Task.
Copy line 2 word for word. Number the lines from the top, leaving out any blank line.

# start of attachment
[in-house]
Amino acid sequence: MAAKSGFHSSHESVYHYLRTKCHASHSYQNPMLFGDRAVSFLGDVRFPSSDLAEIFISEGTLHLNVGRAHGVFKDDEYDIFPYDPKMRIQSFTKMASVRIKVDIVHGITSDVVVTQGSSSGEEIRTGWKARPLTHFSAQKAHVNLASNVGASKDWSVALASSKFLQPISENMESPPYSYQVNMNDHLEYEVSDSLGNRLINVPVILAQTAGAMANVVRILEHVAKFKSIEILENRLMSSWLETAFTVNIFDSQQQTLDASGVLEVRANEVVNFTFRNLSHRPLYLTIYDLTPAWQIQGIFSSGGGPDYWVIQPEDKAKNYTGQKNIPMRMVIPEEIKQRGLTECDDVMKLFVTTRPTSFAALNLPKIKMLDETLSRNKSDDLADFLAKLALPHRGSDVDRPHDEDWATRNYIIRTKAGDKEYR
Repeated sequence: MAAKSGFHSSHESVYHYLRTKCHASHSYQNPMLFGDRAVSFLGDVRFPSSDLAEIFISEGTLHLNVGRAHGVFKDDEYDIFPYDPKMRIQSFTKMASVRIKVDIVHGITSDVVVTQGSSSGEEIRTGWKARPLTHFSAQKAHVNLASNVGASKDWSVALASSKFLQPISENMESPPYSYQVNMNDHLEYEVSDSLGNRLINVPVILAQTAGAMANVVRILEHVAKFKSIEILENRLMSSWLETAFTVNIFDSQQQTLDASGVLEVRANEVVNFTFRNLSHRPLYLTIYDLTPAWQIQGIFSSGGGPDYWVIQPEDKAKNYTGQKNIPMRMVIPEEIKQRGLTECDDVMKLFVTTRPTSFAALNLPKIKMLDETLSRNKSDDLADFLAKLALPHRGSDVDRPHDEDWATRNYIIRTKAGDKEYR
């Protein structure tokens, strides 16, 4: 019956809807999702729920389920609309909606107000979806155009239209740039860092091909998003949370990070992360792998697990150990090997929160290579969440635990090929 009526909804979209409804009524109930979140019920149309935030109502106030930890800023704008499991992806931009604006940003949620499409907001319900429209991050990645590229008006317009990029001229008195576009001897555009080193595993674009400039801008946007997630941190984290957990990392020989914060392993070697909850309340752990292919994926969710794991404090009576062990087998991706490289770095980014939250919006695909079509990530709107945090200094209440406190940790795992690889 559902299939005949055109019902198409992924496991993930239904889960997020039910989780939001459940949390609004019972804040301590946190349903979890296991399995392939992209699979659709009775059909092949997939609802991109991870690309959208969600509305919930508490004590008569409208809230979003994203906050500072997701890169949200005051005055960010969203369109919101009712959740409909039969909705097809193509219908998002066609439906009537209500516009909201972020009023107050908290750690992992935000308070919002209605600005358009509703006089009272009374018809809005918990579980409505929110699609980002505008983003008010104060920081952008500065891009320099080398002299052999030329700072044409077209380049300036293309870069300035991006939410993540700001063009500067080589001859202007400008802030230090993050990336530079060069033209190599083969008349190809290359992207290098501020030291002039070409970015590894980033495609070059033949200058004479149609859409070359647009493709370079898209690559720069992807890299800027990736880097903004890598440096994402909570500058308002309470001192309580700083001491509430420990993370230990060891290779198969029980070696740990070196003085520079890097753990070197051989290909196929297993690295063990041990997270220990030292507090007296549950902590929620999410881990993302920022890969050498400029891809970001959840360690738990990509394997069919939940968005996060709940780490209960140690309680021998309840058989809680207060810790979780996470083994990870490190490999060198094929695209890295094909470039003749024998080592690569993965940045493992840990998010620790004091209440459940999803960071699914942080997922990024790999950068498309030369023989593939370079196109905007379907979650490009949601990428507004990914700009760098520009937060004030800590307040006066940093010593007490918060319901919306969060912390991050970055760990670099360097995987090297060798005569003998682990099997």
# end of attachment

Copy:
Amino acid sequence: MAAKSGFHSSHESVYHYLRTKCHASHSYQNPMLFGDRAVSFLGDVRFPSSDLAEIFISEGTLHLNVGRAHGVFKDDEYDIFPYDPKMRIQSFTKMASVRIKVDIVHGITSDVVVTQGSSSGEEIRTGWKARPLTHFSAQKAHVNLASNVGASKDWSVALASSKFLQPISENMESPPYSYQVNMNDHLEYEVSDSLGNRLINVPVILAQTAGAMANVVRILEHVAKFKSIEILENRLMSSWLETAFTVNIFDSQQQTLDASGVLEVRANEVVNFTFRNLSHRPLYLTIYDLTPAWQIQGIFSSGGGPDYWVIQPEDKAKNYTGQKNIPMRMVIPEEIKQRGLTECDDVMKLFVTTRPTSFAALNLPKIKMLDETLSRNKSDDLADFLAKLALPHRGSDVDRPHDEDWATRNYIIRTKAGDKEYR